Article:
The market must digest more than 14 million distressed properties -- 1.5 million homes in the foreclosure process, 3.5 million with delinquent mortgages and at least 10 million “underwater” properties, whose owners owe more than the homes are worth -- before the foreclosure crisis will subside, according to Irvine, California-based RealtyTrac.
The threat is more regional than general, said Barclays’ Davig, indicating the market may be able to overcome the challenge as the employment grows.
“We still have four high foreclosures states -- Arizona, Florida, Nevada, California -- that have a huge glut of inventories,” Davig said. “Inventories are doing a better job of adjusting in other parts of the country,” he said.
Existing-home sales, tabulated when a contract closes, rose 1.4 percent from the same month last year, today’s report showed. A total of 4.26 million previously owned houses were sold in 2011, up from 4.19 million the prior year. Demand peaked at 7.1 million in 2005 during the housing boom. In 2008, sales totaled 4.1 million, the least since 1995.
The median price of a previously-owned home declined 2.5 percent to $164,500 from $168,800 in December 2010, today’s report showed.
“December was a nice finish to a tough year,” Lawrence Yun, the group’s chief economist, said in a news conference today as the figures were released. “If that can be sustained, we are talking about a genuine recovery in 2012.”
Sales of existing single-family homes increased 4.6 percent to an annual rate of 4.11 million. Purchases of multifamily properties, including condominiums and townhouses, climbed 8.7 percent to a 500,000 pace.
Purchases rose in all four regions, led by an 11 percent gain in the Northeast and an 8.3 percent increase in the Midwest.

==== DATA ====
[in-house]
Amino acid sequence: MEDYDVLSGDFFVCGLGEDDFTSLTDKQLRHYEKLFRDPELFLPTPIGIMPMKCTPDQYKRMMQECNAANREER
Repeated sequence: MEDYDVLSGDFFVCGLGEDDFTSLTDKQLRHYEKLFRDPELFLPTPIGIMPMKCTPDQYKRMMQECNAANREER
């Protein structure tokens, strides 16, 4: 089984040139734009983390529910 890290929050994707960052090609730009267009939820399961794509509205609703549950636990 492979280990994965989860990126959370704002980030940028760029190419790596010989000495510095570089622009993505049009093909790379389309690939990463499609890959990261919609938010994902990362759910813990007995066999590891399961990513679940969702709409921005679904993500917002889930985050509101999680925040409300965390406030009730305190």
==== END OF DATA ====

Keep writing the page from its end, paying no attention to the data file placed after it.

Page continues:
Homebuilders are growing more optimistic the housing market is recovering. The National Association of Home Builders/Wells Fargo sentiment index rose this month to the highest level since June 2007 as sales and buyer traffic improved.
The economy added 200,000 jobs in December and the unemployment rate declined to an almost three-year low of 8.5 percent, Labor Department figures showed earlier this month. Meantime, mortgage rates have fallen to a record-low 3.88 percent as of Jan. 19, according to data by Freddie Mac.
“Consumers are beginning to realize that housing represents an undeniable value proposition, and accordingly demand is growing,” Stuart Miller, chief executive officer at Miami-based Lennar Corp., said on a Jan. 11 conference call. “As I look ahead to 2012, I’m cautiously optimistic that we’re seeing a real bottom form and that we will begin to see signs of recovery.”
Nonetheless, Federal Reserve officials are concerned about the outlook for housing. “Weak demand to purchase homes and the restricted supply of mortgages has put considerable downward pressure on house prices in many areas,” they said in a Jan. 5 report delivered to Congress.
Streamlining the refinancing process, easing borrowing requirements to allow investors to buy single-family properties in bulk and modifying existing loans were among measures the central bank’s report proposed to assist the housing market.